|Publication number||US6019302 A|
|Application number||US 09/168,588|
|Publication date||Feb 1, 2000|
|Filing date||Oct 8, 1998|
|Priority date||Oct 8, 1998|
|Publication number||09168588, 168588, US 6019302 A, US 6019302A, US-A-6019302, US6019302 A, US6019302A|
|Inventors||Brian Francis Murphy|
|Original Assignee||International Business Machines Corp.|
|Export Citation||BiBTeX, EndNote, RefMan|
|Patent Citations (2), Referenced by (2), Classifications (12), Legal Events (4)|
|External Links: USPTO, USPTO Assignment, Espacenet|
The present invention relates to magnetic tape cartridges. More specifically, it relates to providing a physical, visual indicator to users when the end of useful life of the cartridge has been reached.
Various sizes of magnetic tape cartridges are readily available from many sources for use in computer systems. Tape drives compatible with cartridge size and format are available for utilizing tape cartridges for data storage, backup and drive cleaning operations. Such drives usually include mechanisms for electronically noting and recording tape condition and/or defects. Access to and interpretation of drive data is not readily available to the user.
A situation often occurs, however, that involves attempted reuse of a cartridge by a user subsequent to an unsuccessful or failed use. This situation arises because there is no way other than manually marking a failed or defective cartridge that enables a user to detect from the state and physical appearance of the cartridge that reuse should not occur. The result is detrimental in that user systems experience a loss of precious time due to the need to repeat operations which have run unsuccessfully or terminated abnormally.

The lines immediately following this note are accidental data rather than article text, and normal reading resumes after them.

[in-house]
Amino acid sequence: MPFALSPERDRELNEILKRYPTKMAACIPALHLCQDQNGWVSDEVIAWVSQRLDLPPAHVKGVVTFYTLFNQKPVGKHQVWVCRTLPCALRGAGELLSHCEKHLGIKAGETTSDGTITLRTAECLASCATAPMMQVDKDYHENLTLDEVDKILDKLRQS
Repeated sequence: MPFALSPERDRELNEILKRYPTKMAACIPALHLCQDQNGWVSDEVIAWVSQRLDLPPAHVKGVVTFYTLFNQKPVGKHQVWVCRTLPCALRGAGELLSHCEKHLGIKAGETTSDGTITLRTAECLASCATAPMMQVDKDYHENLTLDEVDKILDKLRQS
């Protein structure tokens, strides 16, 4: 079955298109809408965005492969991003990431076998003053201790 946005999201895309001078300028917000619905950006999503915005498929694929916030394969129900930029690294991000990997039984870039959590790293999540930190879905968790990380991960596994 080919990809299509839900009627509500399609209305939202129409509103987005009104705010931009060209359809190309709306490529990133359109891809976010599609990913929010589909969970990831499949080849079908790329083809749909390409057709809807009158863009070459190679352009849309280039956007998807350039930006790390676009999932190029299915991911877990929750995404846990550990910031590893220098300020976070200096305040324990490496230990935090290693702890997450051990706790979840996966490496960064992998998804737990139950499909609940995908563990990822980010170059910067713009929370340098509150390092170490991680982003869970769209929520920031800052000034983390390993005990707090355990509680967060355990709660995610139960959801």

Similarly, cartridge makers often provide a log label on which users should mark each use. Completion of the log entries thereby indicates that useful life has expired. However, this technique is unreliable since it is wholly dependent on diligent attention to procedure by human operators. The result is as above described when an attempt is made to again use a bad or expired cartridge.
Therefore it is desirable to have a more fool proof way to easily and immediately identify tape cartridges with fatal defects or which have otherwise reached the end of their useful lives.
The present invention solves the problem identified in the prior art by providing an indicator flag which is visible by a user and actuated by cooperative interaction between a tape cartridge and the tape drive. A flag is attached to the hub of the take-up spool in a data cartridge and covered by the tape until such time as the tape drive logic determines the end of useful life has been reached. At that time, tape drive logic causes a predetermined rewind sequence which allows the flag to become visible through the cartridge housing.
In a similar manner, a cleaning tape cartridge is provided with a flag on the supply spool which is covered by the cleaning tape until such time as the end of tape is reached and the flag becomes visible through a clear window in the cartridge housing.